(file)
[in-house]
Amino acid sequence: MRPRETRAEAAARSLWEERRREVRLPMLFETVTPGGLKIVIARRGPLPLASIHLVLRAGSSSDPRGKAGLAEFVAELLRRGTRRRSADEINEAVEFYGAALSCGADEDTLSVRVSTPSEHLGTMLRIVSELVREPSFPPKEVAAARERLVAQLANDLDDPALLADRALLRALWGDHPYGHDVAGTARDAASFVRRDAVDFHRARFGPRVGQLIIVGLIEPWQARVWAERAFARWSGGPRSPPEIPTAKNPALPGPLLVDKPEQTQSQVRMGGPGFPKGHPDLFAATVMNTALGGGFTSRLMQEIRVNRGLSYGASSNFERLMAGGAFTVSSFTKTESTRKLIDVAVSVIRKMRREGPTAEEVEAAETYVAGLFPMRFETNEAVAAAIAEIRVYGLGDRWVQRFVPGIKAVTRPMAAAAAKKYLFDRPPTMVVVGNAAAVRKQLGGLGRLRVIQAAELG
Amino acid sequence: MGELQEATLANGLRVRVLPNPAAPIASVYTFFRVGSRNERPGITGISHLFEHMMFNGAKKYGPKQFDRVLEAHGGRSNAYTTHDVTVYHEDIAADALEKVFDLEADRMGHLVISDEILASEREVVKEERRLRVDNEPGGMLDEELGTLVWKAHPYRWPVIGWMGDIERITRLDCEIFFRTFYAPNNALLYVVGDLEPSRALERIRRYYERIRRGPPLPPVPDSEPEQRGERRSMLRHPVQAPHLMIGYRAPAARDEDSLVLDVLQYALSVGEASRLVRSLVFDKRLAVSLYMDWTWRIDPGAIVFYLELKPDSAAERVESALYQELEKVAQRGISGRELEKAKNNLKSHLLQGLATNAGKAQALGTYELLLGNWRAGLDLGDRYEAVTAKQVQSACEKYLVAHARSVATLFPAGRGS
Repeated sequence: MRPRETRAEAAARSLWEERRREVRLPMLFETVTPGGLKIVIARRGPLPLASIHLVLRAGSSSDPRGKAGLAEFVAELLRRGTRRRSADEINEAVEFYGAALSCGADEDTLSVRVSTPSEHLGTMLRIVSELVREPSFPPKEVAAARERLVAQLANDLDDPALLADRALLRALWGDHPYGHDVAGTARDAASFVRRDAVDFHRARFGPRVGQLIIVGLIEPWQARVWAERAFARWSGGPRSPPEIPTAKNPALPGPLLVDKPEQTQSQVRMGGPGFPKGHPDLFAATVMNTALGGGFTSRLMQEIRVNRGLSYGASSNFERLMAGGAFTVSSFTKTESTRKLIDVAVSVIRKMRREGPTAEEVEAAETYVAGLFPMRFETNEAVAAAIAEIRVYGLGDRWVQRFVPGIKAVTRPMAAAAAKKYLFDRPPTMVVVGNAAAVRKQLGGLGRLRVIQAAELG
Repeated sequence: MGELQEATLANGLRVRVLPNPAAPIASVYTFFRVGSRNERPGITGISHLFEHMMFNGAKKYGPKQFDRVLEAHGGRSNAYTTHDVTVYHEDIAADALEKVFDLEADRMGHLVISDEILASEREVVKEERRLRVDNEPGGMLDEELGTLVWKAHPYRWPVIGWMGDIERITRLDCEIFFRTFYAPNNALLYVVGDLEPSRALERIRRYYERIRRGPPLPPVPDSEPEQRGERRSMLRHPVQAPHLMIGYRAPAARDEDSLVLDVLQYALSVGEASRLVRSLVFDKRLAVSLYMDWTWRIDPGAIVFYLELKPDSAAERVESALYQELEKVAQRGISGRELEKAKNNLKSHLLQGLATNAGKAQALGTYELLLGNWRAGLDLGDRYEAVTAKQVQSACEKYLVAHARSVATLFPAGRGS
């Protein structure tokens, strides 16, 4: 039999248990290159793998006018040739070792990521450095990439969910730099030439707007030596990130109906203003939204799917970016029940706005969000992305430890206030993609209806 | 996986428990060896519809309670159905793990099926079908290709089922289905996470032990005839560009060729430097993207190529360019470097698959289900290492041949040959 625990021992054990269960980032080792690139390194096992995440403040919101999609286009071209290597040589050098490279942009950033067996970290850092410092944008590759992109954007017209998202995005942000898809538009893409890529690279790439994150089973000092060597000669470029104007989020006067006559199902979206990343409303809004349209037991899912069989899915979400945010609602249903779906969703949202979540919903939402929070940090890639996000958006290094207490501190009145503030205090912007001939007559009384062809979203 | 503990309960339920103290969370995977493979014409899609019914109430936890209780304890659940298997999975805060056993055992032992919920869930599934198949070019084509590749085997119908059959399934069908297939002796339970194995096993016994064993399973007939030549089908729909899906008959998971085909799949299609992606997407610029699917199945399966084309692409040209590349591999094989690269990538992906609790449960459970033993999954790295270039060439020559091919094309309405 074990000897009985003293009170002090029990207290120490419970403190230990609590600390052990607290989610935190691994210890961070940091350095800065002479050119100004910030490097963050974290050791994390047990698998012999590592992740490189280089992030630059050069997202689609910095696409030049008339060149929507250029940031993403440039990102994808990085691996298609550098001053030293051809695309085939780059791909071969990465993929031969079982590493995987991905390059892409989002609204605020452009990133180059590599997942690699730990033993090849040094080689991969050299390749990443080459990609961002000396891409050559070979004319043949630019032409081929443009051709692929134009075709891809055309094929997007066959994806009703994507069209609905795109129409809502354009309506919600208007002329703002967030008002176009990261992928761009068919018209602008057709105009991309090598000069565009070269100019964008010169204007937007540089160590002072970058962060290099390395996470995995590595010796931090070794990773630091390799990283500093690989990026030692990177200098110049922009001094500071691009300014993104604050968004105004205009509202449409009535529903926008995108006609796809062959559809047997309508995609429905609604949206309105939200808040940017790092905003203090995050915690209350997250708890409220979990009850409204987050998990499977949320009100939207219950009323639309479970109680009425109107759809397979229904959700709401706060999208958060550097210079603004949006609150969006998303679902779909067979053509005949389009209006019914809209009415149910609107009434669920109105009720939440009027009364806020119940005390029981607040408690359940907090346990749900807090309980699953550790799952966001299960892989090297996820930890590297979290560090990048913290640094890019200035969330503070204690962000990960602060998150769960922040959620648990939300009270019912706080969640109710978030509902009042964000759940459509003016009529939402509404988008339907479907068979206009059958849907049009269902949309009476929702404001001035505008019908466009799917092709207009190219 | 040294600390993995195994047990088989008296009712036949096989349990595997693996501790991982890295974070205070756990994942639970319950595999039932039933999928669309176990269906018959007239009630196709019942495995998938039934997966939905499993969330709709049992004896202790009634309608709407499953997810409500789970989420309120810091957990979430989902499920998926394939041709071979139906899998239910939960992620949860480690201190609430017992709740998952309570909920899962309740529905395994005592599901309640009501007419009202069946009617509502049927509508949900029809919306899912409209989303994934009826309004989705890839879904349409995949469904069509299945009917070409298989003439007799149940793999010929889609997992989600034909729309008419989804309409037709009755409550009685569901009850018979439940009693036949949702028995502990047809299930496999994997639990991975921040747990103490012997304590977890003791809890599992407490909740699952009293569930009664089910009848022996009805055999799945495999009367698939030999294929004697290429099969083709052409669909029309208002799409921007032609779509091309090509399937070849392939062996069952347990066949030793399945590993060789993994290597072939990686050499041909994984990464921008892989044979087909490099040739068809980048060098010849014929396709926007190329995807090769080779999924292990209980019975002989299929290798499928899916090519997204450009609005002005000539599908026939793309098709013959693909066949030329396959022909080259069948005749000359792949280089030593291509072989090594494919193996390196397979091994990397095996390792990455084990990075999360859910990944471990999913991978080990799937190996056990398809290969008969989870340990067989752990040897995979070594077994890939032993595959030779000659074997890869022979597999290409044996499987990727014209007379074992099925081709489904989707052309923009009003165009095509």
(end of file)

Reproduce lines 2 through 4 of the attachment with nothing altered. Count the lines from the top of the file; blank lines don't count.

Amino acid sequence: MRPRETRAEAAARSLWEERRREVRLPMLFETVTPGGLKIVIARRGPLPLASIHLVLRAGSSSDPRGKAGLAEFVAELLRRGTRRRSADEINEAVEFYGAALSCGADEDTLSVRVSTPSEHLGTMLRIVSELVREPSFPPKEVAAARERLVAQLANDLDDPALLADRALLRALWGDHPYGHDVAGTARDAASFVRRDAVDFHRARFGPRVGQLIIVGLIEPWQARVWAERAFARWSGGPRSPPEIPTAKNPALPGPLLVDKPEQTQSQVRMGGPGFPKGHPDLFAATVMNTALGGGFTSRLMQEIRVNRGLSYGASSNFERLMAGGAFTVSSFTKTESTRKLIDVAVSVIRKMRREGPTAEEVEAAETYVAGLFPMRFETNEAVAAAIAEIRVYGLGDRWVQRFVPGIKAVTRPMAAAAAKKYLFDRPPTMVVVGNAAAVRKQLGGLGRLRVIQAAELG
Amino acid sequence: MGELQEATLANGLRVRVLPNPAAPIASVYTFFRVGSRNERPGITGISHLFEHMMFNGAKKYGPKQFDRVLEAHGGRSNAYTTHDVTVYHEDIAADALEKVFDLEADRMGHLVISDEILASEREVVKEERRLRVDNEPGGMLDEELGTLVWKAHPYRWPVIGWMGDIERITRLDCEIFFRTFYAPNNALLYVVGDLEPSRALERIRRYYERIRRGPPLPPVPDSEPEQRGERRSMLRHPVQAPHLMIGYRAPAARDEDSLVLDVLQYALSVGEASRLVRSLVFDKRLAVSLYMDWTWRIDPGAIVFYLELKPDSAAERVESALYQELEKVAQRGISGRELEKAKNNLKSHLLQGLATNAGKAQALGTYELLLGNWRAGLDLGDRYEAVTAKQVQSACEKYLVAHARSVATLFPAGRGS
Repeated sequence: MRPRETRAEAAARSLWEERRREVRLPMLFETVTPGGLKIVIARRGPLPLASIHLVLRAGSSSDPRGKAGLAEFVAELLRRGTRRRSADEINEAVEFYGAALSCGADEDTLSVRVSTPSEHLGTMLRIVSELVREPSFPPKEVAAARERLVAQLANDLDDPALLADRALLRALWGDHPYGHDVAGTARDAASFVRRDAVDFHRARFGPRVGQLIIVGLIEPWQARVWAERAFARWSGGPRSPPEIPTAKNPALPGPLLVDKPEQTQSQVRMGGPGFPKGHPDLFAATVMNTALGGGFTSRLMQEIRVNRGLSYGASSNFERLMAGGAFTVSSFTKTESTRKLIDVAVSVIRKMRREGPTAEEVEAAETYVAGLFPMRFETNEAVAAAIAEIRVYGLGDRWVQRFVPGIKAVTRPMAAAAAKKYLFDRPPTMVVVGNAAAVRKQLGGLGRLRVIQAAELG